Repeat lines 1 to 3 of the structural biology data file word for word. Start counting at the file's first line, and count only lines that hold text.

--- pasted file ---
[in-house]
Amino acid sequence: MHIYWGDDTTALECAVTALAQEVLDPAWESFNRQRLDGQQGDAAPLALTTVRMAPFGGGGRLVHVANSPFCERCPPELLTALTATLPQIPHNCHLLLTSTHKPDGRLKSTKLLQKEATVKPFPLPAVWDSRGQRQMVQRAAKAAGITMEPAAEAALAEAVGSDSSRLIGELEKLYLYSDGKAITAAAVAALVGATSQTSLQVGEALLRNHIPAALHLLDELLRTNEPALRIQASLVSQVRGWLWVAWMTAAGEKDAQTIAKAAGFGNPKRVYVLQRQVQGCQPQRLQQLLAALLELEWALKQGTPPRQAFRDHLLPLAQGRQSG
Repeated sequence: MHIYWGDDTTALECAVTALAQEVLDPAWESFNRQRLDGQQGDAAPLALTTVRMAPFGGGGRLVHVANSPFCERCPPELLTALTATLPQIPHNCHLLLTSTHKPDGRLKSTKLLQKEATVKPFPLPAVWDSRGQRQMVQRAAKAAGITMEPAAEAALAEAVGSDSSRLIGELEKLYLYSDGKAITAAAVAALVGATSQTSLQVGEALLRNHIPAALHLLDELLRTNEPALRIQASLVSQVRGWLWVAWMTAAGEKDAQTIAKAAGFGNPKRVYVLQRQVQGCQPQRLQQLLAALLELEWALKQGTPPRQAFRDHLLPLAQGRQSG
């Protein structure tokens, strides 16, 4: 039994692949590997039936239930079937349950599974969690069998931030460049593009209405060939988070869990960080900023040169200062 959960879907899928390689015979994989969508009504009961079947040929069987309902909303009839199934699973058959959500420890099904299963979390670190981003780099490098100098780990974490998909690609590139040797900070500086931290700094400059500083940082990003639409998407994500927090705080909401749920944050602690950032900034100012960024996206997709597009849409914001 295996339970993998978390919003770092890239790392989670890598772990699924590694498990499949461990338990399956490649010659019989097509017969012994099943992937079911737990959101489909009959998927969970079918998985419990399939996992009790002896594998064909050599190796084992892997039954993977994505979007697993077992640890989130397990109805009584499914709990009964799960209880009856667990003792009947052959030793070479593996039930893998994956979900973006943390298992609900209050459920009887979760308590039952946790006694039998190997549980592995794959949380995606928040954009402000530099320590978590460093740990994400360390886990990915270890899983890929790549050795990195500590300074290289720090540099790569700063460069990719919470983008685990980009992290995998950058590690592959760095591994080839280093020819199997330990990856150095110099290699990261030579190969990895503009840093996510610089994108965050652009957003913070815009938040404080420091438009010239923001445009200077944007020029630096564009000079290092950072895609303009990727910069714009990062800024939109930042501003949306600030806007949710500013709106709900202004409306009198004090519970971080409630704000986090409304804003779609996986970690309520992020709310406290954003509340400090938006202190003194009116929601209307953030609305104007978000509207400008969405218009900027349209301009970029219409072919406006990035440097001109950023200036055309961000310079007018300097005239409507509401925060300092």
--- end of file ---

[in-house]
Amino acid sequence: MHIYWGDDTTALECAVTALAQEVLDPAWESFNRQRLDGQQGDAAPLALTTVRMAPFGGGGRLVHVANSPFCERCPPELLTALTATLPQIPHNCHLLLTSTHKPDGRLKSTKLLQKEATVKPFPLPAVWDSRGQRQMVQRAAKAAGITMEPAAEAALAEAVGSDSSRLIGELEKLYLYSDGKAITAAAVAALVGATSQTSLQVGEALLRNHIPAALHLLDELLRTNEPALRIQASLVSQVRGWLWVAWMTAAGEKDAQTIAKAAGFGNPKRVYVLQRQVQGCQPQRLQQLLAALLELEWALKQGTPPRQAFRDHLLPLAQGRQSG
Repeated sequence: MHIYWGDDTTALECAVTALAQEVLDPAWESFNRQRLDGQQGDAAPLALTTVRMAPFGGGGRLVHVANSPFCERCPPELLTALTATLPQIPHNCHLLLTSTHKPDGRLKSTKLLQKEATVKPFPLPAVWDSRGQRQMVQRAAKAAGITMEPAAEAALAEAVGSDSSRLIGELEKLYLYSDGKAITAAAVAALVGATSQTSLQVGEALLRNHIPAALHLLDELLRTNEPALRIQASLVSQVRGWLWVAWMTAAGEKDAQTIAKAAGFGNPKRVYVLQRQVQGCQPQRLQQLLAALLELEWALKQGTPPRQAFRDHLLPLAQGRQSG